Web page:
St. Mary’s College of Maryland professor of biology Jeffrey Byrd recently published a paper on the “Guidelines for Biosafety in Teaching Laboratories Version 2.0: A Revised and Updated Manual for 2019” in the Journal of Microbiology & Biology Education, along with colleagues Elizabeth Emmer of Salisbury University, Robert Maxwell of Georgia State University and Heather Townsend of Rhode Island Community College.
According to the paper, the original Guidelines for Biosafety in Teaching Laboratories, published by the American Society for Microbiology, were developed in 2012 in response to an outbreak of salmonella tracked by the Centers for Disease Control and Prevention that originated from clinical and teaching microbiology laboratories. An updated version was deemed necessary by ASM to eliminate redundancies, include stronger wording, and emphasize risk assessment, according to a release from the college.
The new version also includes new information on guidelines determining admittance of service animals into a laboratory and are aimed as a starting point when instructors work with ADA compliance officers to determine reasonable accommodations.
Byrd, who serves as the safety editor for the Journal of Microbiology & Biology Education, said prior to 2012 there weren’t any concrete biosafety guidelines for teaching laboratories as there have been for research labs. Byrd was on the ASM Task Committee that developed the original guidelines and chaired the committee for the revised version. He said the committee was comprised of experts representing all levels of colleges such as liberal arts, large and small colleges, and community colleges.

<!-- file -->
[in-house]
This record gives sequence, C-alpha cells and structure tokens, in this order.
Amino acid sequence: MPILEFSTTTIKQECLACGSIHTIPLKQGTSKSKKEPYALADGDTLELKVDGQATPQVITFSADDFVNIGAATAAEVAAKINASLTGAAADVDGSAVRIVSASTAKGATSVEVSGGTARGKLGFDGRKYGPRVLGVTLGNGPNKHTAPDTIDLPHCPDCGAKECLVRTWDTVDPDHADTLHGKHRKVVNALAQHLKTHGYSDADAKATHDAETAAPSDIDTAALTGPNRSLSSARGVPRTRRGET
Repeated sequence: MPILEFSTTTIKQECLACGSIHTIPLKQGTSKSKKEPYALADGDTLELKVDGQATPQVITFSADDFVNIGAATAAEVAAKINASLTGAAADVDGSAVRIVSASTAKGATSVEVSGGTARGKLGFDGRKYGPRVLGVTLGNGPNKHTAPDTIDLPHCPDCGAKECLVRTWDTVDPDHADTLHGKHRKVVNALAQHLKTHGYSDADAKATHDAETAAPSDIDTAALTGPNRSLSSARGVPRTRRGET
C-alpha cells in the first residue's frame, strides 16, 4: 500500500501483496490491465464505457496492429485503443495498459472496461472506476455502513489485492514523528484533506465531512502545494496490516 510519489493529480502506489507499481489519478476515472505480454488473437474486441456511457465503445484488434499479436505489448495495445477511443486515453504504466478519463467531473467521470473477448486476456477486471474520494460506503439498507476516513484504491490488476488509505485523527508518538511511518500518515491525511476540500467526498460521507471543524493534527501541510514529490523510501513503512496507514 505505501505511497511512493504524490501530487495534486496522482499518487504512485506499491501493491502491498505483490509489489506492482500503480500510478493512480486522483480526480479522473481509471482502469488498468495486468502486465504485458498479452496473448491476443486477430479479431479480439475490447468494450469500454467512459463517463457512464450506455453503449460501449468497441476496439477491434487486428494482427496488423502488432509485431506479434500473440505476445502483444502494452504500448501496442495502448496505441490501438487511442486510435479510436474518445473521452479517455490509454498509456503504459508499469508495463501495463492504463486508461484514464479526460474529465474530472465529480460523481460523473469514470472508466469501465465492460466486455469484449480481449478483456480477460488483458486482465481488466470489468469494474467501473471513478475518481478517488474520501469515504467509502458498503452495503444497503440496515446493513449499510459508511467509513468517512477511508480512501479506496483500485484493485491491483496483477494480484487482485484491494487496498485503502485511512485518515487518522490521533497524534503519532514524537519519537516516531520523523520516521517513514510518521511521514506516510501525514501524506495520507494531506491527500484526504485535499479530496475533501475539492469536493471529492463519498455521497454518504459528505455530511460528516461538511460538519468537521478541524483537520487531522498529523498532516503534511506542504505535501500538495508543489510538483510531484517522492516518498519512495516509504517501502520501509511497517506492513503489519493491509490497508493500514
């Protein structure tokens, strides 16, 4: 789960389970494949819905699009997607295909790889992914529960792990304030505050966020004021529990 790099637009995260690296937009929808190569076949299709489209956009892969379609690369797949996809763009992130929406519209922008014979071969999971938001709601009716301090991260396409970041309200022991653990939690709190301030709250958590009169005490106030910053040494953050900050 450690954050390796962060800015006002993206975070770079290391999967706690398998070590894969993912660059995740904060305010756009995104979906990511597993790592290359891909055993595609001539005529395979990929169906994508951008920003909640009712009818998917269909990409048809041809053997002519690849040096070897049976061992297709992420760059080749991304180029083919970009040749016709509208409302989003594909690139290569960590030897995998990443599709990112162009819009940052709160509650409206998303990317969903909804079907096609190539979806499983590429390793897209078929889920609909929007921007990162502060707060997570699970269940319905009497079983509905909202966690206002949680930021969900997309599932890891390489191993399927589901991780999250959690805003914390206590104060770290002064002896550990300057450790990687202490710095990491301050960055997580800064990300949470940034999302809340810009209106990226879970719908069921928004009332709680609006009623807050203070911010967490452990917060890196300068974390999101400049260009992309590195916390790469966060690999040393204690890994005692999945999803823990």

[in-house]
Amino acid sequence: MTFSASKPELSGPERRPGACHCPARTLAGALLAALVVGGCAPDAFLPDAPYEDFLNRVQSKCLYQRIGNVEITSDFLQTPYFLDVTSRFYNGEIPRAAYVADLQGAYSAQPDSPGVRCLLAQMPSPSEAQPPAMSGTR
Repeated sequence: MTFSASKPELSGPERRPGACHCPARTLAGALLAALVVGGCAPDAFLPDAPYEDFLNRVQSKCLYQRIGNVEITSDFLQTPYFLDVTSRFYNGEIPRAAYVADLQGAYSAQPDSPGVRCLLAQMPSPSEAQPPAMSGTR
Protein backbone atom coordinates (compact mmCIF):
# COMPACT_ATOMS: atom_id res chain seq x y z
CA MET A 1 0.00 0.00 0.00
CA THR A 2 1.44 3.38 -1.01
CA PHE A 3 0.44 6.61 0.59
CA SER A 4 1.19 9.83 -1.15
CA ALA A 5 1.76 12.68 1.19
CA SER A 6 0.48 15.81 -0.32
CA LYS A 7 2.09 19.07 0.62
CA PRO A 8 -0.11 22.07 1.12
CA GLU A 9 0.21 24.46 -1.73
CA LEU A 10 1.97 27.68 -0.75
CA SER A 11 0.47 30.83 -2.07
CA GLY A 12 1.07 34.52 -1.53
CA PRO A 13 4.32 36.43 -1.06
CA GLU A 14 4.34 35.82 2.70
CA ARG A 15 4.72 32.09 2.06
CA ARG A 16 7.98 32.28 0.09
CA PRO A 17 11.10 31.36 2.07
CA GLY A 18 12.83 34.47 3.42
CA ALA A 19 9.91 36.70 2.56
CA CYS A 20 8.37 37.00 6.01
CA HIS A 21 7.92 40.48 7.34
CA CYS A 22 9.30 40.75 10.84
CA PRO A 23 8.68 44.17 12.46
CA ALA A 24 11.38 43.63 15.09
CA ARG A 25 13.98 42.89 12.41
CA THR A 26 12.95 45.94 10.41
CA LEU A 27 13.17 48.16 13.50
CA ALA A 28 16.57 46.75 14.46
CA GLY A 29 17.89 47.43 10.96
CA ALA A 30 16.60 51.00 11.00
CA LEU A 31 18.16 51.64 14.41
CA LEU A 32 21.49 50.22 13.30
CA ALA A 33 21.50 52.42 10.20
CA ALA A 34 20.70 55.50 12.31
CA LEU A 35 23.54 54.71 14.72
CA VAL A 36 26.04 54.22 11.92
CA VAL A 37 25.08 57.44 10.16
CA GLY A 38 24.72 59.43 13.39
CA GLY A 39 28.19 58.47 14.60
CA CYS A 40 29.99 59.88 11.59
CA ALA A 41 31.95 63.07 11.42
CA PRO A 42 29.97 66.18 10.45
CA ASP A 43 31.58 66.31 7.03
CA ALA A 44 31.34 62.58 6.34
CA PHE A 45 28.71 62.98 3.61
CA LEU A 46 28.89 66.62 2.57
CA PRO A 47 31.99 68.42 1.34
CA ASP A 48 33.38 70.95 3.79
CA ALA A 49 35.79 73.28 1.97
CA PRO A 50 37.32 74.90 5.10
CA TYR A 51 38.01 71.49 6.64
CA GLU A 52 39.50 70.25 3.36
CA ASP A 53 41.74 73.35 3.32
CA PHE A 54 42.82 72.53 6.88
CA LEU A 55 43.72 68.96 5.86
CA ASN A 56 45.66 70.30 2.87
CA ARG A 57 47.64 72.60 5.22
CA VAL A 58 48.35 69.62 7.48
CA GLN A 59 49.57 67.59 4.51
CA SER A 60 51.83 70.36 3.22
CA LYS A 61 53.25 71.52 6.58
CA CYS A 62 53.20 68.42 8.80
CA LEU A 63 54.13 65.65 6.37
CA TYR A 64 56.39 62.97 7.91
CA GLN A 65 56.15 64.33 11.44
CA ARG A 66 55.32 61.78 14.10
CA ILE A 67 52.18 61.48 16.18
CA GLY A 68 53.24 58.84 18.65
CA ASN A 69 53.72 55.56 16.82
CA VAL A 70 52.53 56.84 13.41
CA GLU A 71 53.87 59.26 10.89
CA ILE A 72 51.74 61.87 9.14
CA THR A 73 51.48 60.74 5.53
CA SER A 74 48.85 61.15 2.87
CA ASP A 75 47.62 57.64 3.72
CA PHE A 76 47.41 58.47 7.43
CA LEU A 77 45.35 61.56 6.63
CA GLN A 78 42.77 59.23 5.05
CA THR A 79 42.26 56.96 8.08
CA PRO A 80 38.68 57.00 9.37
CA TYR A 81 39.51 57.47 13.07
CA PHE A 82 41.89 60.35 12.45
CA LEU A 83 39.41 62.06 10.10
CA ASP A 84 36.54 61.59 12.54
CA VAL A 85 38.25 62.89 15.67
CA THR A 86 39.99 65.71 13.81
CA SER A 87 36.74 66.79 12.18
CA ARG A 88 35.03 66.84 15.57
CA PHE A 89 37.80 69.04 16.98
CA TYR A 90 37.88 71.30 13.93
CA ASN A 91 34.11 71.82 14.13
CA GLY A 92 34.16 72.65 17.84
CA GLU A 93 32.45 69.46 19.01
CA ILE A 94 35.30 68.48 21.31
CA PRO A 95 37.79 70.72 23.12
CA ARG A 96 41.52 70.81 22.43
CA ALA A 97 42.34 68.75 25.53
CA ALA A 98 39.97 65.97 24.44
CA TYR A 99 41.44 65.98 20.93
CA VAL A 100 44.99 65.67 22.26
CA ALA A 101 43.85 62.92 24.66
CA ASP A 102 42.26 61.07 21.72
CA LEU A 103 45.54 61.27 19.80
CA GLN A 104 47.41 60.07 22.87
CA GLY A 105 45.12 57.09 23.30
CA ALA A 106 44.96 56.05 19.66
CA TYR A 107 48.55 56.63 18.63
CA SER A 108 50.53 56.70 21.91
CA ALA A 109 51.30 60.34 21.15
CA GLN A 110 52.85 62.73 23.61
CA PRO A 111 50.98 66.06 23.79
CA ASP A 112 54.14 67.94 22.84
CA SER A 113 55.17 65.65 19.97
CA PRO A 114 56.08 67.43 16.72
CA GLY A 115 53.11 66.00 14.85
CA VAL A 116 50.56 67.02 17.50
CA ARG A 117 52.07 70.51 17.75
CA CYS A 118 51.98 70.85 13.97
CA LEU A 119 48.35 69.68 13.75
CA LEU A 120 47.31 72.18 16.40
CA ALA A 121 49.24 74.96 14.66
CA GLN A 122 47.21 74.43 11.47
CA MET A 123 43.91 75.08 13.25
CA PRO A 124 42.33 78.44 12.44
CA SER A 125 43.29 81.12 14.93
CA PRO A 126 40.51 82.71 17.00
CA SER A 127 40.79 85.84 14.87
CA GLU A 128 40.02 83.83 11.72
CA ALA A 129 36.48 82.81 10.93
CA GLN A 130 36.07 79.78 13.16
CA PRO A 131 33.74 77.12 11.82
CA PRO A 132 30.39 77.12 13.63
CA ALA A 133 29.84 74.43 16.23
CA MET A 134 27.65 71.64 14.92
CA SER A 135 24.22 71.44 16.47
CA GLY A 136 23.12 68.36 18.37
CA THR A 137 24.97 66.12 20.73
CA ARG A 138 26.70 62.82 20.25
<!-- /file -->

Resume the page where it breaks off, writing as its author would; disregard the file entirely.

Stronger wording on the necessity to adhere to the guidelines was used in the new version as these are the guidelines that are expected to be adhered to by individuals working with microbes in teaching laboratories and have been referred to in CDC reports.
An emphasis on risk assessment was one of the major updates to the guidelines.
The biggest worry, Byrd explained, was “we can be very good in the laboratory but if we’re not thinking about what might be leaving our laboratory, that is where safety mindset is necessary.” The risk assessment portion of the guidelines helps instructors think about the organism used in the lab, what will be done with it and the risk involved as these are all factors that can change the biosafety level at which one has to work with that organism. Byrd said students in the lab may not be aware of these inherent risks.
“Students are novices. We cannot assume that they will be able to apply their training to novel situations,” he said in the release. He said microbes are a very useful tool and are easy to work with, “we just have to understand how we are working with them and do a risk assessment of the procedures we will use.”
The new manual, similar to the original, contains sections on personal protection requirements, laboratory physical space requirements, stock culture requirements, standard lab practices, training practices, and document practices. Each section of the updated manual includes guidelines for biosafety level one (lab settings working with low level microbes), and biosafety level two (lab settings working with pathogenic organisms), allowing the reader to see in one place expectations at each level. Byrd explained that students should always be trained with an organism that is not pathogenic before using a pathogen for that same technique.
For more information and to see the ASM Guidelines for Biosafety in Teaching Laboratories, visit www.asm.org/Guideline/ASM-Guidelines-for-Biosafety-in-Teaching-Laborator.